At the risk of upsetting my fellow blogger Peter Donoughue, I’m going to draw attention to Harvey Norman supremo Gerry Harvey’s much reported grumble regarding the lack of a GST on overseas goods imported into Australia from online retailers (or, more accurately, goods costing $1000 or less). It follows hot on the heels of Dymocks’ well-orchestrated PR stunt on the same topic.
Harvey’s company is very big and very successful and has arguably been responsible for putting lots of smaller retailers out of business itself, so it’s hard to feel for him, but he speaks for many retailers, including many booksellers. As I’ve observed on this blog previously, the playing field isn’t level at present – overseas internet businesses are given an unfair advantage against local retailers by not having to charge their customers GST.
People are voting with their mice and doing their shopping online. Ultimately, that will mean less retail jobs in Australia, less tax revenue for government and less retail outlets buying from local manufacturers (like book publishers) and distributors, and therefore less local producers as the local market contracts.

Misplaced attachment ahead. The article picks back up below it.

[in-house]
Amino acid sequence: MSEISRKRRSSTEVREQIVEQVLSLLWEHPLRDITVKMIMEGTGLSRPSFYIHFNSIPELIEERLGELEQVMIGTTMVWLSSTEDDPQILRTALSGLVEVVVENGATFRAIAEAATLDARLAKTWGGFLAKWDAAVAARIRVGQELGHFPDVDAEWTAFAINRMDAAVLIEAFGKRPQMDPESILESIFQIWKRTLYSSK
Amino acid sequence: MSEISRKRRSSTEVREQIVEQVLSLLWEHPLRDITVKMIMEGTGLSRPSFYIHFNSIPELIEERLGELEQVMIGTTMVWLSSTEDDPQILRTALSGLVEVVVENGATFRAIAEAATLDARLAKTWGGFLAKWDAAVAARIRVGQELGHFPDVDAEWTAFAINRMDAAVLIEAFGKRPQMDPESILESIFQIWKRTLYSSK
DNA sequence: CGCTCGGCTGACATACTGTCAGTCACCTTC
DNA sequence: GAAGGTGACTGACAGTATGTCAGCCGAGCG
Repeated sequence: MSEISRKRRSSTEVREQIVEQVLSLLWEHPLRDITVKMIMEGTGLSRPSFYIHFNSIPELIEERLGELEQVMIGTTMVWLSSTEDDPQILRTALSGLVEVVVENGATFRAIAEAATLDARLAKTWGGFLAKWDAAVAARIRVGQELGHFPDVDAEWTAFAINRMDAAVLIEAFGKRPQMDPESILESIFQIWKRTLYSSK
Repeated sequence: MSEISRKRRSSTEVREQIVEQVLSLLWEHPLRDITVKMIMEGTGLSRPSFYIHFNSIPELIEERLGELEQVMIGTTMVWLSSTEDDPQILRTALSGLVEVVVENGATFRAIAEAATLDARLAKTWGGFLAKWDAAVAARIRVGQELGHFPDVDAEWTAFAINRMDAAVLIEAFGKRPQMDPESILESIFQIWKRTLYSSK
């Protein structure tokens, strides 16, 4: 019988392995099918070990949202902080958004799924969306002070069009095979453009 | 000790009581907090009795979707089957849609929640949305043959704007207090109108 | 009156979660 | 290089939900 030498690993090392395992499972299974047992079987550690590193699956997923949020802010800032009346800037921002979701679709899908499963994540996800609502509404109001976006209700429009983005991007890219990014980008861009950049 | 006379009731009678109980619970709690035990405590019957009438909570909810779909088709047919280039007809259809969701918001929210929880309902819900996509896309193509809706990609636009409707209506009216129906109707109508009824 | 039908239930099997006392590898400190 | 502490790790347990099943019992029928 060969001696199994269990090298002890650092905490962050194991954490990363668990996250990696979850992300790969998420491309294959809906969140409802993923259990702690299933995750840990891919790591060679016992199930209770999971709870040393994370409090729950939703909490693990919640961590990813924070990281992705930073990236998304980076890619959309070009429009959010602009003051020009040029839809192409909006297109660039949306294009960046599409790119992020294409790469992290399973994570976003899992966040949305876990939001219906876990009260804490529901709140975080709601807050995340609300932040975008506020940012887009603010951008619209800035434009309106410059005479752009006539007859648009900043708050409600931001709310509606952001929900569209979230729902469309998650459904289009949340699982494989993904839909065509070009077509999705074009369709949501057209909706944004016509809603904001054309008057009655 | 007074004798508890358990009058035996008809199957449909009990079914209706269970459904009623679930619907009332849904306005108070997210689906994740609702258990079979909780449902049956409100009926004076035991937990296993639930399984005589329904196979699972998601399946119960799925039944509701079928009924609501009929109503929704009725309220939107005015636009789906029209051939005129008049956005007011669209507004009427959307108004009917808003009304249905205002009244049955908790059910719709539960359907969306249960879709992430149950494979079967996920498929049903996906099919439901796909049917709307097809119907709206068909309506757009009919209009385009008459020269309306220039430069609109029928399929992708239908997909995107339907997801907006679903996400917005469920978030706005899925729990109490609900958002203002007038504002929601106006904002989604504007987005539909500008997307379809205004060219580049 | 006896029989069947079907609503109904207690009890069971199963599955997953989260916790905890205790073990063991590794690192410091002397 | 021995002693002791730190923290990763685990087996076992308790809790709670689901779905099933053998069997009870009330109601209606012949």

Maybe this is inevitable. No-one can fight the globalisation that the internet brings with it. Neither can they stop the battle between bricks-and-mortar retailers and online retailers. But to force local retailers to compete with one hand tied behind their backs is simply unjust.
I also agree with Harvey’s description—’bullsh*t’—of the suggestion that’s ‘it’s just too hard’ to implement a GST on online sales. If tiny little businesses such as ours can be transformed into efficient GST-collecting machines, it should be a cinch for Amazon and co with their fully automated service delivery. After all, they already collect sales tax for other territories around the world.
Incidentally, as a publisher this has the potential to affect our business in another way. Amazon, you see, is starting to publish books and has recently made a bid for a book we are also in the running to acquire. Now, it may be we can acquire the Australian rights to the book and Amazon will get the US and/or UK rights. But how could we compete with GST-free copies of Amazon’s edition coming into Australia? I’d back us to do a better-edited, better-produced book than them, and in Australian English too, but it would inevitably be more expensive to buy. So who’d buy it?
Of course, my preference would be to do without a regressive tax such as the GST completely. No-one wants books to be any more expensive than they have to be. Alas, we lost that argument back in 2000.